The Approach in Creating the Smart Antenna API

In order for the SDR system to exploit the merits of a smart antenna, the SA WG determined that it was necessary to define an open-architecture that allowed all of the different kinds of smart antenna technologies to be properly reconfigured by software download. The basic principle of the open-architecture smart antenna system suggested by SA WG is to partition the entire smart antenna system according to function, with each partition referred to as a "component." After partitioning the system into components, the SA WG then defined a separate API for controlling each component, which as a whole defines the "SA API Specification."

It was important that the SA API be approached in such a way that any non-smart antenna system can easily be converted to a smart antenna architecture. More specifically, the SA WG defined a requirement on the SA API that it should be possible to convert any communication system into a smart antenna system by simply plugging-in the smart antenna software modules implemented in accordance with the SA API. In other words, the SA API defines the components and API's needed for non-smart antenna system to be extended with smart antenna technology. Consequently, the SA API should facilitate a new Commercial Off The Shelf (COTS) market for smart antenna modules by driving economies of scale in manufacturing and thus significantly reducing the investment cost for smart antenna systems. In addition, service providers should be able to upgrade their non-smart antenna system to include smart antenna technology by integrating the smart antenna module into their network.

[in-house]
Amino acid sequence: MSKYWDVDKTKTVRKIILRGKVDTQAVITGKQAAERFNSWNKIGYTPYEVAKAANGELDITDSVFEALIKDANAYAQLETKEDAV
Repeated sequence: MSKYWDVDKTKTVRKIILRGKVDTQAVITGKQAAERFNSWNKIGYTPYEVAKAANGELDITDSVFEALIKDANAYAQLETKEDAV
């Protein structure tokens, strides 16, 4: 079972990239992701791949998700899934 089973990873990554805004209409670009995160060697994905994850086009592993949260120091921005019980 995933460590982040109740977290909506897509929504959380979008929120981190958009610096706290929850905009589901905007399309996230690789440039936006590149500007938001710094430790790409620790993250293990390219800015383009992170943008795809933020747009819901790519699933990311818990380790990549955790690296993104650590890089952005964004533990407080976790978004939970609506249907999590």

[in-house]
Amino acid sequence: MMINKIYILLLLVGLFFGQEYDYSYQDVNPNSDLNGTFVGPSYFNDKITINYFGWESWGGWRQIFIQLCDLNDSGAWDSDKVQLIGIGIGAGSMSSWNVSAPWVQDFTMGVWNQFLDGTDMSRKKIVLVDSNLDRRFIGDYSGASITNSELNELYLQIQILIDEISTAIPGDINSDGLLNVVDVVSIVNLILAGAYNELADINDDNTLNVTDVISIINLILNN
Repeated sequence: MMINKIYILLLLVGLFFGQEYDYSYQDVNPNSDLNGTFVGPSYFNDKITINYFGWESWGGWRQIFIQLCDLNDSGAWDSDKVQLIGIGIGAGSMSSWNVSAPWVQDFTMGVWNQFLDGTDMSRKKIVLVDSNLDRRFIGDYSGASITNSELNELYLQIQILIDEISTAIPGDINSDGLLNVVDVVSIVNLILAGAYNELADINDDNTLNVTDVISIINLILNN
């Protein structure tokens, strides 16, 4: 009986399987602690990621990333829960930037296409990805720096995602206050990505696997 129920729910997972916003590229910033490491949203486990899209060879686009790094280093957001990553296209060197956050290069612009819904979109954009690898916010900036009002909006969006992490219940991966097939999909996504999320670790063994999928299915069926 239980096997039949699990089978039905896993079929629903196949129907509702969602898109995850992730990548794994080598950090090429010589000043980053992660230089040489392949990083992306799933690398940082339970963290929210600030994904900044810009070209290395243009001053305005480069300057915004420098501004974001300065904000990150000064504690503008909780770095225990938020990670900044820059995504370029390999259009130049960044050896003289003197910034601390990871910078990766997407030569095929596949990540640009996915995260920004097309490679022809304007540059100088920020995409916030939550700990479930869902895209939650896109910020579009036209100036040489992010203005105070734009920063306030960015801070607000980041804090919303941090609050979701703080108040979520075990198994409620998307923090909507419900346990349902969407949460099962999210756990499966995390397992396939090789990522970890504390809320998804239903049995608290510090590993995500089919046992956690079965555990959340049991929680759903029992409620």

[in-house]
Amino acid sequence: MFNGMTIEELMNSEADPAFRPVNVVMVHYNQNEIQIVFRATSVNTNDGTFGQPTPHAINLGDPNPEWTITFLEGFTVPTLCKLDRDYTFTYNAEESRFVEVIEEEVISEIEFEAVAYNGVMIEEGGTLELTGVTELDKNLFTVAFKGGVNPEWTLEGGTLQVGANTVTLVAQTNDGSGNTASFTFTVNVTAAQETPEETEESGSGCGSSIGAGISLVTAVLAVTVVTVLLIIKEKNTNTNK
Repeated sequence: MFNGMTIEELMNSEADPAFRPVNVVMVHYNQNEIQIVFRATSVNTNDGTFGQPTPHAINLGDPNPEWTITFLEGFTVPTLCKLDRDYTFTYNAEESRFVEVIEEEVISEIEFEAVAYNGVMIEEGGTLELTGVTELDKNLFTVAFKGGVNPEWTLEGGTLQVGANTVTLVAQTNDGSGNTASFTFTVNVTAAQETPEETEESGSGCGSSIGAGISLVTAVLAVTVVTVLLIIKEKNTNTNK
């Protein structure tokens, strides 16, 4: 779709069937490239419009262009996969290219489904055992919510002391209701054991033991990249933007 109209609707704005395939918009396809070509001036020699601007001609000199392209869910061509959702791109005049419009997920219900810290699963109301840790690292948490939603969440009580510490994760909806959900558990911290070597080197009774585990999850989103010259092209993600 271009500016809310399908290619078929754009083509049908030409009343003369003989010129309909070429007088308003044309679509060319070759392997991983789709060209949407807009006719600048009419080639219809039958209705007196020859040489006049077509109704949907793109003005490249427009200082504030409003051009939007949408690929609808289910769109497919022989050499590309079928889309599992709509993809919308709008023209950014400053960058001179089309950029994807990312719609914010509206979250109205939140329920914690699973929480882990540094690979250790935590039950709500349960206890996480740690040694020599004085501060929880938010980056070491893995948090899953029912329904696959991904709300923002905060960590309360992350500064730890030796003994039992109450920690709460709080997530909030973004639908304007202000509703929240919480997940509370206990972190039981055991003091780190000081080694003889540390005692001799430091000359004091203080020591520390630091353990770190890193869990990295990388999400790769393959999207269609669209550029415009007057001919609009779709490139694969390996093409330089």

Platform Independent Model of Smart Antenna API

In defining the SA API, the SA WG decided to follow the Model Driven Architecture (MDA) approach. The main objective of MDA is to enable the portability and/or reusability of architectural models across different platforms [5]. In order to achieve this objective, a model should first be defined independently of a specific technology or implementation platform, with the resulting model referred to as a Platform Independent Model (PIM). Once the PIM is complete, the various functionalities defined by the model can then be mapped to a specific platform. This model is referred to as the Platform Specific Model (PSM).


Figure 2: PIM of the SDR Forum Smart Antenna API